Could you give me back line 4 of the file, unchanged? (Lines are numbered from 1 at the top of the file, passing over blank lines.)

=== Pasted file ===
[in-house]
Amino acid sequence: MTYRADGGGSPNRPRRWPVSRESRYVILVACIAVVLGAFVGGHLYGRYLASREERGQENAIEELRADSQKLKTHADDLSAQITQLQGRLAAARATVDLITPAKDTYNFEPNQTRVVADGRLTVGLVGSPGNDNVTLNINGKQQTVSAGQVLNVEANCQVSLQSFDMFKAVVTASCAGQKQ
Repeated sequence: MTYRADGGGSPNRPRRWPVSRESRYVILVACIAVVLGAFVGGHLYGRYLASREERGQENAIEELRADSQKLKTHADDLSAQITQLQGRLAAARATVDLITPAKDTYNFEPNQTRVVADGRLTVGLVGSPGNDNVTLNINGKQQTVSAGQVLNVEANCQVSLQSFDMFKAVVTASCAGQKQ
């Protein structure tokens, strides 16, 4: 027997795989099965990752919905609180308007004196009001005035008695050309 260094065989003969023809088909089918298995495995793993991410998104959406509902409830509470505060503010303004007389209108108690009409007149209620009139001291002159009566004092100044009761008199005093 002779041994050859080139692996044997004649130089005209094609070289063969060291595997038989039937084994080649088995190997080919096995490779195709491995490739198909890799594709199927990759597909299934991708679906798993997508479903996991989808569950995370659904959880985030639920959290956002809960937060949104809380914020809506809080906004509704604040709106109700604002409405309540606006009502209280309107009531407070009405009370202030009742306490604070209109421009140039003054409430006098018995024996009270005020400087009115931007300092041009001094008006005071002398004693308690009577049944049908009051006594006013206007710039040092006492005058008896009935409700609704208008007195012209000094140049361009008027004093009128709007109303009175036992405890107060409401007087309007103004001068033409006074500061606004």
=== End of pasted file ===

């Protein structure tokens, strides 16, 4: 027997795989099965990752919905609180308007004196009001005035008695050309 260094065989003969023809088909089918298995495995793993991410998104959406509902409830509470505060503010303004007389209108108690009409007149209620009139001291002159009566004092100044009761008199005093 002779041994050859080139692996044997004649130089005209094609070289063969060291595997038989039937084994080649088995190997080919096995490779195709491995490739198909890799594709199927990759597909299934991708679906798993997508479903996991989808569950995370659904959880985030639920959290956002809960937060949104809380914020809506809080906004509704604040709106109700604002409405309540606006009502209280309107009531407070009405009370202030009742306490604070209109421009140039003054409430006098018995024996009270005020400087009115931007300092041009001094008006005071002398004693308690009577049944049908009051006594006013206007710039040092006492005058008896009935409700609704208008007195012209000094140049361009008027004093009128709007109303009175036992405890107060409401007087309007103004001068033409006074500061606004």